My, what a subtle, graceful thing this is. Tanizaki wrote The Makioka Sisters in the late '40s, amid the rubble and chaos of postwar Japan. The world Tanizaki describes has been destroyed, utterly and irrevocably. You can sense that this is a somewhat decadent society... the Makiokas live a life of idle wealth and appearance-keeping, constantly fretting about the youngest sister's Westernized ways and the loss of respect for old Osaka families. Throughout the book, we get glimpses that war is on its way. We hear the sisters talking about China, the German family next door moves back to Hamburg and writes about Hitler Youth. But there's no closure. Instead, the ending just hangs there. I'm not sure how I feel about that-- perhaps I would have liked to see some glimpse of military action-- but I am certainly glad that he didn't go on to include the war. I like it quite a bit as it is, heartfelt and very Japanese.

  • Dioni (Bookie Mee)
    2018-10-17 08:10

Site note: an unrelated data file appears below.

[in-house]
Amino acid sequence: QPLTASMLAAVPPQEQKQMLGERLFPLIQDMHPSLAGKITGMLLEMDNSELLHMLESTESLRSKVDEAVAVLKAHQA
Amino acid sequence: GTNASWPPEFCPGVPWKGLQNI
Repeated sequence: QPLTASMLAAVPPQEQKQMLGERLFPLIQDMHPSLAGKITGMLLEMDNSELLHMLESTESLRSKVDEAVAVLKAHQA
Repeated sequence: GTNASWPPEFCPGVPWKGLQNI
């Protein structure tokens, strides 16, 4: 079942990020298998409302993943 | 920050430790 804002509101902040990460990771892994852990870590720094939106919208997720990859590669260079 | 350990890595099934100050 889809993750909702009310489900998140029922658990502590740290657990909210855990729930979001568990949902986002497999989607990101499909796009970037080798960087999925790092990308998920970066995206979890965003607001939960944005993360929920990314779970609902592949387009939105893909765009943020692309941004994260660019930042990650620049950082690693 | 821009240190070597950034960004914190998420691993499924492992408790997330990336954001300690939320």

Mee's rating: 4.5/5First published at: last book of 2017 is The Makioka Sisters by Junichiro Tanizaki (if you want to be pedantic, it's Jun'ichirou - which implies him being the first born son, but I couldn't find much information on this). At 530 pages it's no mean feat for me, and actually took me 2 months to finish. But I'm very happy to have finally read it. This is only my second book by Tanizaki. I really liked The Key, which I read aeons ago, and I had been meaning to read more of his books. I still do, after reading The Makioka Sisters.You can probably guess from the thickness that this is a sweeping, ambitious novel. Not a family saga though! It tells the story of the four sisters of the Makioka family from Osaka, who is a respected, wealthy family, but is in the state of decline since the death of the patriarch - the father of the sisters. After the father's death, the head of the family role is taken by the husband of the first sister, who took the Makioka name. The husband of the second eldest sister similarly formally joined the Makioka family and took its name. This shows how the two men's birth family were 'below' the Makiokas, and hence they gained status by marrying into the Makioka family.In fact class and good name are the main themes running throughout the entire book. The two eldest sisters have married well, but the third and the forth sisters are yet to marry. They have to marry in order, so the last sister cannot marry before the third one does. This causes an amazing amount of troubles and may sound ridiculous. But coming from an Asian family myself, this concept of marrying in order is actually quite familiar and not uncommon. Sure in my generation, people are not strict anymore, but the preference is still to have siblings marry in order. There's a kind of bad luck attached to 'skipping' an older sibling, and a lot of the times the 'skipped' sibling stays unmarried.Tanizaki weaved some historical events into the story: natural disasters like a big flood and typhoon, and the foreboding war. It's also a period when everything western starts to seep into Japan, fashion being one of the most defining interestingly. I read Mishima's The Sound of Waves in between this book, and I could tell the setting is after the Makioka Sisters, from the clothes the characters wear! The Makiokas also befriend a few foreigners from Russia and Europe, which was slightly jarring somehow, but further emphasised that 'Westernisation' period.I haven't read enough of Tanizaki to comment for certain, but I picked up many of East meets West elements, old Japan vs. new Japan (and the author's seeming preference of old Japan). The decline of the Makioka family seems to reflect the decaying of old Japan.I reckon less people finish this book than the ones starting it because of the thickness, which is a shame because I think the whole book is a beauty. It takes some time and patience (don't read it when you're in a rush) but it's constructed very finely, building and building up to a poignant ending. I enjoyed it and would highly recommend it to anyone with keen interest in Japanese culture.